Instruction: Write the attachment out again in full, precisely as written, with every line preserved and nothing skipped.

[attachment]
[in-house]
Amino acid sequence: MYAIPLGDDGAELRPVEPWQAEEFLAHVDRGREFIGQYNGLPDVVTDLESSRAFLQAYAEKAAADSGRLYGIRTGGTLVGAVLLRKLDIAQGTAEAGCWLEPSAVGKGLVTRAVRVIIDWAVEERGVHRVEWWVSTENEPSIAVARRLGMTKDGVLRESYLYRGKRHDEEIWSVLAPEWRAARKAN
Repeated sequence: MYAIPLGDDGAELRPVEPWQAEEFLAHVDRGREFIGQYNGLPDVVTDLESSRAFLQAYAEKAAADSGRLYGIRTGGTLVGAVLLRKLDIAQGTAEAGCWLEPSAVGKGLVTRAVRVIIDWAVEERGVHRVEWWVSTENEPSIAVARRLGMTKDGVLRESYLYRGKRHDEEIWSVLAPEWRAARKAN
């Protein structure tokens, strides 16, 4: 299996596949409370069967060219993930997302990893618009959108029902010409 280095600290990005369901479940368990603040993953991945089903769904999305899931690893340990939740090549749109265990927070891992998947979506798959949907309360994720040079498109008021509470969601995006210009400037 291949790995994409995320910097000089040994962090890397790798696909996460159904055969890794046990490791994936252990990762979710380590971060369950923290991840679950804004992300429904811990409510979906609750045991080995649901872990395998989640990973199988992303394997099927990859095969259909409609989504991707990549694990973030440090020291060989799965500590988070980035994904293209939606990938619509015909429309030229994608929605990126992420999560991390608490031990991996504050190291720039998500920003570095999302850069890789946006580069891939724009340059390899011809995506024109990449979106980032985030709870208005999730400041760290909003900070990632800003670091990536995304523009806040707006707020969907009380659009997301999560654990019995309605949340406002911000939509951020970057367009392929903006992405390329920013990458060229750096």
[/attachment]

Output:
[in-house]
Amino acid sequence: MYAIPLGDDGAELRPVEPWQAEEFLAHVDRGREFIGQYNGLPDVVTDLESSRAFLQAYAEKAAADSGRLYGIRTGGTLVGAVLLRKLDIAQGTAEAGCWLEPSAVGKGLVTRAVRVIIDWAVEERGVHRVEWWVSTENEPSIAVARRLGMTKDGVLRESYLYRGKRHDEEIWSVLAPEWRAARKAN
Repeated sequence: MYAIPLGDDGAELRPVEPWQAEEFLAHVDRGREFIGQYNGLPDVVTDLESSRAFLQAYAEKAAADSGRLYGIRTGGTLVGAVLLRKLDIAQGTAEAGCWLEPSAVGKGLVTRAVRVIIDWAVEERGVHRVEWWVSTENEPSIAVARRLGMTKDGVLRESYLYRGKRHDEEIWSVLAPEWRAARKAN
């Protein structure tokens, strides 16, 4: 299996596949409370069967060219993930997302990893618009959108029902010409 280095600290990005369901479940368990603040993953991945089903769904999305899931690893340990939740090549749109265990927070891992998947979506798959949907309360994720040079498109008021509470969601995006210009400037 291949790995994409995320910097000089040994962090890397790798696909996460159904055969890794046990490791994936252990990762979710380590971060369950923290991840679950804004992300429904811990409510979906609750045991080995649901872990395998989640990973199988992303394997099927990859095969259909409609989504991707990549694990973030440090020291060989799965500590988070980035994904293209939606990938619509015909429309030229994608929605990126992420999560991390608490031990991996504050190291720039998500920003570095999302850069890789946006580069891939724009340059390899011809995506024109990449979106980032985030709870208005999730400041760290909003900070990632800003670091990536995304523009806040707006707020969907009380659009997301999560654990019995309605949340406002911000939509951020970057367009392929903006992405390329920013990458060229750096």